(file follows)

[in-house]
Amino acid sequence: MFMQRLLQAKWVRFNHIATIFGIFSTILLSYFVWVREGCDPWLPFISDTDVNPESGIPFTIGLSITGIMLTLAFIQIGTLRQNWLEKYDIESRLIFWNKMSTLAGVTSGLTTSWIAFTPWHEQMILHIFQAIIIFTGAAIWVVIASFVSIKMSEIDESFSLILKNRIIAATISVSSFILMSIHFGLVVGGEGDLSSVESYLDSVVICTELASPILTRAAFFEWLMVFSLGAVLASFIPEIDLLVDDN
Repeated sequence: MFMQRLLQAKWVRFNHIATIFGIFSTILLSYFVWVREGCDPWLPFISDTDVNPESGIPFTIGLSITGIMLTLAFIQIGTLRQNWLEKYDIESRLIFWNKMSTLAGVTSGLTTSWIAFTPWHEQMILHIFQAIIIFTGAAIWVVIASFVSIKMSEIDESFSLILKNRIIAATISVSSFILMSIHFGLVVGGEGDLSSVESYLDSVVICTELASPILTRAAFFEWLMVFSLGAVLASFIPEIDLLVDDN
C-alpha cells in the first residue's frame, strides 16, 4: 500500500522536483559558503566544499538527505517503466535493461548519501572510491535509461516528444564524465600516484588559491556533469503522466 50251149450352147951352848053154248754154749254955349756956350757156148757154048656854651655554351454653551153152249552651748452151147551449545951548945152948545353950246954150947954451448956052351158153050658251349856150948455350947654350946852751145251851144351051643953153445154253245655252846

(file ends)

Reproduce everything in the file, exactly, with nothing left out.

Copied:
[in-house]
Amino acid sequence: MFMQRLLQAKWVRFNHIATIFGIFSTILLSYFVWVREGCDPWLPFISDTDVNPESGIPFTIGLSITGIMLTLAFIQIGTLRQNWLEKYDIESRLIFWNKMSTLAGVTSGLTTSWIAFTPWHEQMILHIFQAIIIFTGAAIWVVIASFVSIKMSEIDESFSLILKNRIIAATISVSSFILMSIHFGLVVGGEGDLSSVESYLDSVVICTELASPILTRAAFFEWLMVFSLGAVLASFIPEIDLLVDDN
Repeated sequence: MFMQRLLQAKWVRFNHIATIFGIFSTILLSYFVWVREGCDPWLPFISDTDVNPESGIPFTIGLSITGIMLTLAFIQIGTLRQNWLEKYDIESRLIFWNKMSTLAGVTSGLTTSWIAFTPWHEQMILHIFQAIIIFTGAAIWVVIASFVSIKMSEIDESFSLILKNRIIAATISVSSFILMSIHFGLVVGGEGDLSSVESYLDSVVICTELASPILTRAAFFEWLMVFSLGAVLASFIPEIDLLVDDN
C-alpha cells in the first residue's frame, strides 16, 4: 500500500522536483559558503566544499538527505517503466535493461548519501572510491535509461516528444564524465600516484588559491556533469503522466 50251149450352147951352848053154248754154749254955349756956350757156148757154048656854651655554351454653551153152249552651748452151147551449545951548945152948545353950246954150947954451448956052351158153050658251349856150948455350947654350946852751145251851144351051643953153445154253245655252846